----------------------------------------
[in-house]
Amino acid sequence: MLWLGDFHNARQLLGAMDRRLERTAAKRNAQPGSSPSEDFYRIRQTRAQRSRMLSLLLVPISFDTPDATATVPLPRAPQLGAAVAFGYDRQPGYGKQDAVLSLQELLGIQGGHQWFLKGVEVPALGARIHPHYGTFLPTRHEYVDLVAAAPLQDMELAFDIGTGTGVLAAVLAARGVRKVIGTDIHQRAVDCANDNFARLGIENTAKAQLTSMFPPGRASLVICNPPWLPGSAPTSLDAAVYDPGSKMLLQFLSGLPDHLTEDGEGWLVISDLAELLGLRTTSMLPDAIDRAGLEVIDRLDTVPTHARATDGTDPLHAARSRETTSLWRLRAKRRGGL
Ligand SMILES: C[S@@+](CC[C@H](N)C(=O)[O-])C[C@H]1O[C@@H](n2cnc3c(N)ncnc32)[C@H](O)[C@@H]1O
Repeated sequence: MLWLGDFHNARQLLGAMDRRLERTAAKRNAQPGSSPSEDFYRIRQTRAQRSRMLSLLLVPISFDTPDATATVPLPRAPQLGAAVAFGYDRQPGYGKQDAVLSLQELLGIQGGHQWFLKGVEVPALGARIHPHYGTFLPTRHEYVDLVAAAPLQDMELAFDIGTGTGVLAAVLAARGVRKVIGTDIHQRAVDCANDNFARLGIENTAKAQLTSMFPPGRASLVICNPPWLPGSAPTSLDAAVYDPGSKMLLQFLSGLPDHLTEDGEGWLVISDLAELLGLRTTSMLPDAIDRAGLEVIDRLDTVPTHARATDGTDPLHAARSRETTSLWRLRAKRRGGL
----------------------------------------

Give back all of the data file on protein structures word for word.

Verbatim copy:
[in-house]
Amino acid sequence: MLWLGDFHNARQLLGAMDRRLERTAAKRNAQPGSSPSEDFYRIRQTRAQRSRMLSLLLVPISFDTPDATATVPLPRAPQLGAAVAFGYDRQPGYGKQDAVLSLQELLGIQGGHQWFLKGVEVPALGARIHPHYGTFLPTRHEYVDLVAAAPLQDMELAFDIGTGTGVLAAVLAARGVRKVIGTDIHQRAVDCANDNFARLGIENTAKAQLTSMFPPGRASLVICNPPWLPGSAPTSLDAAVYDPGSKMLLQFLSGLPDHLTEDGEGWLVISDLAELLGLRTTSMLPDAIDRAGLEVIDRLDTVPTHARATDGTDPLHAARSRETTSLWRLRAKRRGGL
Ligand SMILES: C[S@@+](CC[C@H](N)C(=O)[O-])C[C@H]1O[C@@H](n2cnc3c(N)ncnc32)[C@H](O)[C@@H]1O
Repeated sequence: MLWLGDFHNARQLLGAMDRRLERTAAKRNAQPGSSPSEDFYRIRQTRAQRSRMLSLLLVPISFDTPDATATVPLPRAPQLGAAVAFGYDRQPGYGKQDAVLSLQELLGIQGGHQWFLKGVEVPALGARIHPHYGTFLPTRHEYVDLVAAAPLQDMELAFDIGTGTGVLAAVLAARGVRKVIGTDIHQRAVDCANDNFARLGIENTAKAQLTSMFPPGRASLVICNPPWLPGSAPTSLDAAVYDPGSKMLLQFLSGLPDHLTEDGEGWLVISDLAELLGLRTTSMLPDAIDRAGLEVIDRLDTVPTHARATDGTDPLHAARSRETTSLWRLRAKRRGGL